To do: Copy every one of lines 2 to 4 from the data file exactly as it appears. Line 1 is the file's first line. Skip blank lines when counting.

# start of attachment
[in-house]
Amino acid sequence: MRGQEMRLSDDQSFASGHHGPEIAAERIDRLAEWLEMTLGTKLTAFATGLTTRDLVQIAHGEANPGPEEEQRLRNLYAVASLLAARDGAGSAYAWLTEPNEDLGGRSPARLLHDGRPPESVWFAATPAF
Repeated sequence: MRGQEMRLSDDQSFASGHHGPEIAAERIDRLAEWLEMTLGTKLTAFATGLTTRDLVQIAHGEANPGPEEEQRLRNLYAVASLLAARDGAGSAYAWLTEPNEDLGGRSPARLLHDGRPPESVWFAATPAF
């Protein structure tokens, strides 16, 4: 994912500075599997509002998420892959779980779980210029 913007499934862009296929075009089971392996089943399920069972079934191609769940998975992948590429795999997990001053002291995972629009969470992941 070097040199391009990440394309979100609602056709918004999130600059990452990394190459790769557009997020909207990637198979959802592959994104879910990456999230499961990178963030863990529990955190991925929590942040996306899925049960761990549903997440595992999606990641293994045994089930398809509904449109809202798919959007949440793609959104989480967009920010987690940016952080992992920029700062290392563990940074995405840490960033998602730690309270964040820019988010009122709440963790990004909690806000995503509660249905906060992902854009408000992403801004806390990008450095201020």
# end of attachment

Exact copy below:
Amino acid sequence: MRGQEMRLSDDQSFASGHHGPEIAAERIDRLAEWLEMTLGTKLTAFATGLTTRDLVQIAHGEANPGPEEEQRLRNLYAVASLLAARDGAGSAYAWLTEPNEDLGGRSPARLLHDGRPPESVWFAATPAF
Repeated sequence: MRGQEMRLSDDQSFASGHHGPEIAAERIDRLAEWLEMTLGTKLTAFATGLTTRDLVQIAHGEANPGPEEEQRLRNLYAVASLLAARDGAGSAYAWLTEPNEDLGGRSPARLLHDGRPPESVWFAATPAF
């Protein structure tokens, strides 16, 4: 994912500075599997509002998420892959779980779980210029 913007499934862009296929075009089971392996089943399920069972079934191609769940998975992948590429795999997990001053002291995972629009969470992941 070097040199391009990440394309979100609602056709918004999130600059990452990394190459790769557009997020909207990637198979959802592959994104879910990456999230499961990178963030863990529990955190991925929590942040996306899925049960761990549903997440595992999606990641293994045994089930398809509904449109809202798919959007949440793609959104989480967009920010987690940016952080992992920029700062290392563990940074995405840490960033998602730690309270964040820019988010009122709440963790990004909690806000995503509660249905906060992902854009408000992403801004806390990008450095201020």